Man Ray made solarisation printing famous. I’ve been meaning to give it a try in the darkroom for some time now, but never got around to attempting it until last night. Let me tell you, it’s not as easy as it sounds. I wasted about four good sheets of film paper until I got one that I was somewhat satisfied with. That is the shot you see here.
Essentially, you start a print as you normally would – use an enlarger to filter light through your negative onto film paper. Then, typically you’d put that sheet of paper into the developer, then the stop bath, then the fixer, and finally you’d rinse it. HOWEVER, with solarisation printing, you start developing the paper and as the image starts to appear you take it out of the developer and into some water. Then, you expose it to light. ( Remember, this all happens under those red lights in the darkroom ). To do this, I just turned on the bright overhead lights for about one full second. After that, you toss the paper back into the developer for another 20-30 seconds or so. From there, you proceed as normal with the stop, fixer, and rinsing. I’m pretty happy with the results, although I’ll probably experiment with this style of printing with cheaper film paper in the future. My 11×14 Ilford paper is too precious! Does anyone out there have any tips for me concerning solarisation printing? I’d love to hear your thoughts : )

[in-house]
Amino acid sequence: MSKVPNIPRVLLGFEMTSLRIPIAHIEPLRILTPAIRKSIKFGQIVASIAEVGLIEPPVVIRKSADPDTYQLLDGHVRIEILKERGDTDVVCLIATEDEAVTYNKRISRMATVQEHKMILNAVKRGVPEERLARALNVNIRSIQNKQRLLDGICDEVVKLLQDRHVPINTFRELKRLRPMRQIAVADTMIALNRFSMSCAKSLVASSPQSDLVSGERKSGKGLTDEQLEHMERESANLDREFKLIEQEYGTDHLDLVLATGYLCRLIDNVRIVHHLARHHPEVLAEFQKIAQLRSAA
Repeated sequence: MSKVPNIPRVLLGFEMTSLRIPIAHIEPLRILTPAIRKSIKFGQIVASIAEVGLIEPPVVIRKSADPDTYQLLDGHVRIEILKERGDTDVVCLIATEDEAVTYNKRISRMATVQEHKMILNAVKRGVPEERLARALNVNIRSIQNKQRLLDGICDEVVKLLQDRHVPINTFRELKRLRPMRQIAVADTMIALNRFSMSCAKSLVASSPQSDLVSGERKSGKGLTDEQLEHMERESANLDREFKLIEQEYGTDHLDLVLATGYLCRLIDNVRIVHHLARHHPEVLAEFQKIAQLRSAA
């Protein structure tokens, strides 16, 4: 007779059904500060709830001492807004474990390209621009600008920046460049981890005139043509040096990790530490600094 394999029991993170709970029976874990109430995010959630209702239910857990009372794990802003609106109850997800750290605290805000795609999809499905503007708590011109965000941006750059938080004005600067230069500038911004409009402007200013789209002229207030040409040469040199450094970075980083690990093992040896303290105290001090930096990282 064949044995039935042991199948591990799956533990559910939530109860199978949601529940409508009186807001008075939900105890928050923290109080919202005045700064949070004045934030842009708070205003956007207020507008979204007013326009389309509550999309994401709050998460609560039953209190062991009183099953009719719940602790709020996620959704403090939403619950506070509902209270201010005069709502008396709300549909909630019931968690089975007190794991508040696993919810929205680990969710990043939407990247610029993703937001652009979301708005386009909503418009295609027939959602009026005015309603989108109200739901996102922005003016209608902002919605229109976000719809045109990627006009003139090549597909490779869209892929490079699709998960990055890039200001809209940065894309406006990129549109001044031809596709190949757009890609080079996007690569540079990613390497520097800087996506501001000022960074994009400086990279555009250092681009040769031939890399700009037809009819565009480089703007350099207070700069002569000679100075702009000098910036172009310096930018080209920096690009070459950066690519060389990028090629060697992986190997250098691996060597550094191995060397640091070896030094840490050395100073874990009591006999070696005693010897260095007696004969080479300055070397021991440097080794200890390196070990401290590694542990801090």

Lastly, I don’t have a large flatbed scanner, so this image here has been cropped a bit. Also, I accidentally had the negative flipped upside down in the enlarger, so this image has been inverted from the original. After I realized my mistake, I printed several proper copies ( not solarised ). To see the original photo that was taken with a Canon AE-1 on Efke Aura infrared film, click here. This solarised photo was personally printed in the darkroom with Dektol. © Patrick Bresnahan